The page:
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Discrete Dynamics in Nature and Society
Volume 2013 (2013), Article ID 943961, 9 pages
Solvability of Nonlocal Fractional Boundary Value Problems
Department of Mathematics, Yanbian University, Yanji 133002, China
Received 28 January 2013; Revised 30 March 2013; Accepted 11 April 2013
Academic Editor: Ferhan M. Atici
Copyright © 2013 Zhongmin Huang and Chengmin Hou. This is an open access article distributed under the Creative Commons Attribution License, which permits unrestricted use, distribution, and reproduction in any medium, provided the original work is properly cited.
This paper is devoted to introduce a new approach to investigate the existence of solutions for a three-point boundary value problem of fractional difference equations as fllows: , , and = We present an existence result at resonance case. The proof relies on coincidence degree theory.
In this paper, we consider a discrete fractional boundary value problem, for , of the form subject to the conjugate boundary conditions where is a continuous function, , and , and satisfies both and .
The research into the boundary value problems for differential equation and fractional differential equation have been always very active subjects. Rich results has been obtained due to the various powerful devices such as coincidence degree theory and cone theory. For details, see [1–7] and the references therein. Discrete fractional calculus has generated interest in recent years. There are many literatures dealing with the discrete fractional difference equation subject to various boundary value conditions or initial value conditions. We refer to [8–18] and references therein. However, we note that these results were usually obtained by analytic techniques and various fixed point theorems. For example, in [13–16], authors investigated the existence to some boundary value problems by fixed point theorems on a cone. In , we given the existence of multiple solutions for a fractional difference boundary value problem with parameter by establishing the corresponding variational framework and using the mountain pass theorem, linking theorem, and Clark theorem in critical point theory. As we know, the coincidence degree theory has played an important role in dealing with the existence and multiple solutions for differential equations, which include the boundary value problems. To the best of our knowledge, it has not be used in discrete fractional boundary value problems. The aim of this paper is to establish the existence conditions for boundary value problem (1), (2). The proof relies on the coincidence degree theory.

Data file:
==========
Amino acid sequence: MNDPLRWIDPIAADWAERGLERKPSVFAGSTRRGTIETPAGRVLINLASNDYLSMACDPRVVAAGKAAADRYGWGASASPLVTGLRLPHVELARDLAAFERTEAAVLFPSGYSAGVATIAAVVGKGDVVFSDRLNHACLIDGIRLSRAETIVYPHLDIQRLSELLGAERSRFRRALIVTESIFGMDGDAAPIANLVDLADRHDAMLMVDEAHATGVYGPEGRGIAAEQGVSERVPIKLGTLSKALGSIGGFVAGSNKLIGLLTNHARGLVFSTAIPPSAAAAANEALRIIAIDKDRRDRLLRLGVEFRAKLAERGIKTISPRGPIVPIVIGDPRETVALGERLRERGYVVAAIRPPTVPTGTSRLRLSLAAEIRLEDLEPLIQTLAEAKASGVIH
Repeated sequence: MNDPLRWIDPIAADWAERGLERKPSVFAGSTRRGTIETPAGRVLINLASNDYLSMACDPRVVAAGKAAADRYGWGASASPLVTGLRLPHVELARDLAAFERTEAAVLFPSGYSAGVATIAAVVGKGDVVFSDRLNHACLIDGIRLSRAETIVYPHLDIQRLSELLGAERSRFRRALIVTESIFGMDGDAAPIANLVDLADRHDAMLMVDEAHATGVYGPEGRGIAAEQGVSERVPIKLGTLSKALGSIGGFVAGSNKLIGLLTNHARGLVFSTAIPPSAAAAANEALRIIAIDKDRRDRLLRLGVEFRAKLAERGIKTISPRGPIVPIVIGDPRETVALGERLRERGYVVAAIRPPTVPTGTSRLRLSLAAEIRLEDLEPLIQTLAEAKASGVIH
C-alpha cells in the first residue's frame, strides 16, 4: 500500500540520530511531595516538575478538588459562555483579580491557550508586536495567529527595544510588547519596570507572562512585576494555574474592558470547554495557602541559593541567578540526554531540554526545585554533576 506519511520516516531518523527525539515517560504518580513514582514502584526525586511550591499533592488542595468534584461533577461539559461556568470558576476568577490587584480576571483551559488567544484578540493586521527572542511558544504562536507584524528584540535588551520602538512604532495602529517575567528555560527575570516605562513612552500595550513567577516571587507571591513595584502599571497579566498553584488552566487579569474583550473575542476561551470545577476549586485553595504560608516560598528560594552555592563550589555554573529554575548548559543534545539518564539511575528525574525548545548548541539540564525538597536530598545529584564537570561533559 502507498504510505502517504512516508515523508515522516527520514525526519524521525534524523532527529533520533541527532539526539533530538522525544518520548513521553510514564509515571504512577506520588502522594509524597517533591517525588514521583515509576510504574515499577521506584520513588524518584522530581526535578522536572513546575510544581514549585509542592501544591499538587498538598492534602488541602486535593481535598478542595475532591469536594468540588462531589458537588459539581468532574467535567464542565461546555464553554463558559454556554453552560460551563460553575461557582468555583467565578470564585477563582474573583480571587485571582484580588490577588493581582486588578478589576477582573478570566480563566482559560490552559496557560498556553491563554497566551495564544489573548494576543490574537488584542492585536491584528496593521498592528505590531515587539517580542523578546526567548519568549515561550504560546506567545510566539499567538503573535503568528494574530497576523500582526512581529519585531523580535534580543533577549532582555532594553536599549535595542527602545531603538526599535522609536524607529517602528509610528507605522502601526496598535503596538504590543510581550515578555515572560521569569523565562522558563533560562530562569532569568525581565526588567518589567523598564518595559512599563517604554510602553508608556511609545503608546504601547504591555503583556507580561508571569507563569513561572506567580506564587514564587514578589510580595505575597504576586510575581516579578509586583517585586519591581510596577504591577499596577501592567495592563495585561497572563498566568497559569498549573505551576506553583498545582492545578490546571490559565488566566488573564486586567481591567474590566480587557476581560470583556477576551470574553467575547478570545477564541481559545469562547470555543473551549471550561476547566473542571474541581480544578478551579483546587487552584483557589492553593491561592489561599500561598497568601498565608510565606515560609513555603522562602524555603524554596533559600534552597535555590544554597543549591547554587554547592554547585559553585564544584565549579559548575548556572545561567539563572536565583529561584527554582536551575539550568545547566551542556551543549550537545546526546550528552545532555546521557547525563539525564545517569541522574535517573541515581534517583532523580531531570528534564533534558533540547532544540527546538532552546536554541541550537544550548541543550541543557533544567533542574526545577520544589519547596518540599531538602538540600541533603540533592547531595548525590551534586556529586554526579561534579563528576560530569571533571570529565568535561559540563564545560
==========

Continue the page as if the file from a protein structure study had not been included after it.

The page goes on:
Now, we will briefly recall some notations and an abstract existence result.
Let be real Banach space, let be a Fredholm map of index zero, and let , be continuous projectors such that , , and . It follows that is invertible. We denote the inverse of the map by . If is an open bounded subset of such that the map will be called L-compact on , if is bounded and is compact.
We need the following known result for the sequel.
Theorem 1 (Mawhin continuation theorem, see ). Let be a Fredholm operator of index zero, and let be on . Assume that the following conditions are satisfied:(i) for every ;(ii) for every ;(iii), where is a projection as above with , and is any isomorphism.
Then the equation has at least one solution in .
We first collect some basic lemmas for manipulating discrete fractional operators.
First, for any real number , we let . We define , for any and for which the right-hand side is defined. We also appeal to the convention that if is a pole of the Gamma function and is not a pole, then .
Definition 2 (see ). The fractional sum of defined on , for , is defined to be where . We also define the fractional difference, where and with , to be where .
Lemma 3 (see ). Let and be any numbers for which and are defined. Then
Lemma 4 (see ). Let . Then for some , with .
Lemma 5 (see ). For and all , for which the following is defined, we find that
Lemma 6 (see ). Let be a positive integer, and let . Then .